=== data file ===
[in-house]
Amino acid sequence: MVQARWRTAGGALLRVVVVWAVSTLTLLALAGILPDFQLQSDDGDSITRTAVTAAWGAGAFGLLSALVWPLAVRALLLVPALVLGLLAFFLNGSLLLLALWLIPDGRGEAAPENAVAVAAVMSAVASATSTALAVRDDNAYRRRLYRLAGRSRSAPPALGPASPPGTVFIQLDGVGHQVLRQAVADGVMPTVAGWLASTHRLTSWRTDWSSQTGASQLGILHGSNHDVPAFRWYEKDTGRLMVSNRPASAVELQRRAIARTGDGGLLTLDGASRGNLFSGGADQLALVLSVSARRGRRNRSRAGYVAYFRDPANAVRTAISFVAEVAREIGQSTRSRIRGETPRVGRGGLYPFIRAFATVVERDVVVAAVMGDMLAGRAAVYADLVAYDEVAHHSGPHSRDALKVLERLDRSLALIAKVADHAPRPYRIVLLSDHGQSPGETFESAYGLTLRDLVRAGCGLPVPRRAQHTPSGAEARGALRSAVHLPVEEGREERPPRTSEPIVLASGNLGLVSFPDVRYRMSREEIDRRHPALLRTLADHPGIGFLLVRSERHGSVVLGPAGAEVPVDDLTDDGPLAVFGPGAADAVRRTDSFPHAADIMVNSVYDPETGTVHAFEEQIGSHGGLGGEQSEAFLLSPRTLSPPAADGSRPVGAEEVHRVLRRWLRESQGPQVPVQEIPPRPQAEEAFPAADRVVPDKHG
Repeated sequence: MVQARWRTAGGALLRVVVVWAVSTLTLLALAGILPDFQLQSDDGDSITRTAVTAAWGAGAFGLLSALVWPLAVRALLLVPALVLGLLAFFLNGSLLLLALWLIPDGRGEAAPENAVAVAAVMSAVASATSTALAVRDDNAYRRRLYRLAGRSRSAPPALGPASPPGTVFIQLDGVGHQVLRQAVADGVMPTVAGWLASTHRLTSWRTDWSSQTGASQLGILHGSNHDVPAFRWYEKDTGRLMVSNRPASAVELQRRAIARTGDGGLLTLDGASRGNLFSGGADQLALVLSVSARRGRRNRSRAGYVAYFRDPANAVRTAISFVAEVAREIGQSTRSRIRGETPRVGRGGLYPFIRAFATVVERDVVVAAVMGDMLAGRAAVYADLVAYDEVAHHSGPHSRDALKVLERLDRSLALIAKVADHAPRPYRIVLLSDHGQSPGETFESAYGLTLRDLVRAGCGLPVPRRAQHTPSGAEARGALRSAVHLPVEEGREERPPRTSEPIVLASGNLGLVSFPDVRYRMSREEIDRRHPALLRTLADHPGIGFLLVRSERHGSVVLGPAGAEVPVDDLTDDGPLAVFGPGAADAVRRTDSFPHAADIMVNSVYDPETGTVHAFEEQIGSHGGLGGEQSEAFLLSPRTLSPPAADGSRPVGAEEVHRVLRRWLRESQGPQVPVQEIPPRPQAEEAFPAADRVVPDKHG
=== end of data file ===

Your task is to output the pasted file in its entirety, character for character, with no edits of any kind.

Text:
[in-house]
Amino acid sequence: MVQARWRTAGGALLRVVVVWAVSTLTLLALAGILPDFQLQSDDGDSITRTAVTAAWGAGAFGLLSALVWPLAVRALLLVPALVLGLLAFFLNGSLLLLALWLIPDGRGEAAPENAVAVAAVMSAVASATSTALAVRDDNAYRRRLYRLAGRSRSAPPALGPASPPGTVFIQLDGVGHQVLRQAVADGVMPTVAGWLASTHRLTSWRTDWSSQTGASQLGILHGSNHDVPAFRWYEKDTGRLMVSNRPASAVELQRRAIARTGDGGLLTLDGASRGNLFSGGADQLALVLSVSARRGRRNRSRAGYVAYFRDPANAVRTAISFVAEVAREIGQSTRSRIRGETPRVGRGGLYPFIRAFATVVERDVVVAAVMGDMLAGRAAVYADLVAYDEVAHHSGPHSRDALKVLERLDRSLALIAKVADHAPRPYRIVLLSDHGQSPGETFESAYGLTLRDLVRAGCGLPVPRRAQHTPSGAEARGALRSAVHLPVEEGREERPPRTSEPIVLASGNLGLVSFPDVRYRMSREEIDRRHPALLRTLADHPGIGFLLVRSERHGSVVLGPAGAEVPVDDLTDDGPLAVFGPGAADAVRRTDSFPHAADIMVNSVYDPETGTVHAFEEQIGSHGGLGGEQSEAFLLSPRTLSPPAADGSRPVGAEEVHRVLRRWLRESQGPQVPVQEIPPRPQAEEAFPAADRVVPDKHG
Repeated sequence: MVQARWRTAGGALLRVVVVWAVSTLTLLALAGILPDFQLQSDDGDSITRTAVTAAWGAGAFGLLSALVWPLAVRALLLVPALVLGLLAFFLNGSLLLLALWLIPDGRGEAAPENAVAVAAVMSAVASATSTALAVRDDNAYRRRLYRLAGRSRSAPPALGPASPPGTVFIQLDGVGHQVLRQAVADGVMPTVAGWLASTHRLTSWRTDWSSQTGASQLGILHGSNHDVPAFRWYEKDTGRLMVSNRPASAVELQRRAIARTGDGGLLTLDGASRGNLFSGGADQLALVLSVSARRGRRNRSRAGYVAYFRDPANAVRTAISFVAEVAREIGQSTRSRIRGETPRVGRGGLYPFIRAFATVVERDVVVAAVMGDMLAGRAAVYADLVAYDEVAHHSGPHSRDALKVLERLDRSLALIAKVADHAPRPYRIVLLSDHGQSPGETFESAYGLTLRDLVRAGCGLPVPRRAQHTPSGAEARGALRSAVHLPVEEGREERPPRTSEPIVLASGNLGLVSFPDVRYRMSREEIDRRHPALLRTLADHPGIGFLLVRSERHGSVVLGPAGAEVPVDDLTDDGPLAVFGPGAADAVRRTDSFPHAADIMVNSVYDPETGTVHAFEEQIGSHGGLGGEQSEAFLLSPRTLSPPAADGSRPVGAEEVHRVLRRWLRESQGPQVPVQEIPPRPQAEEAFPAADRVVPDKHG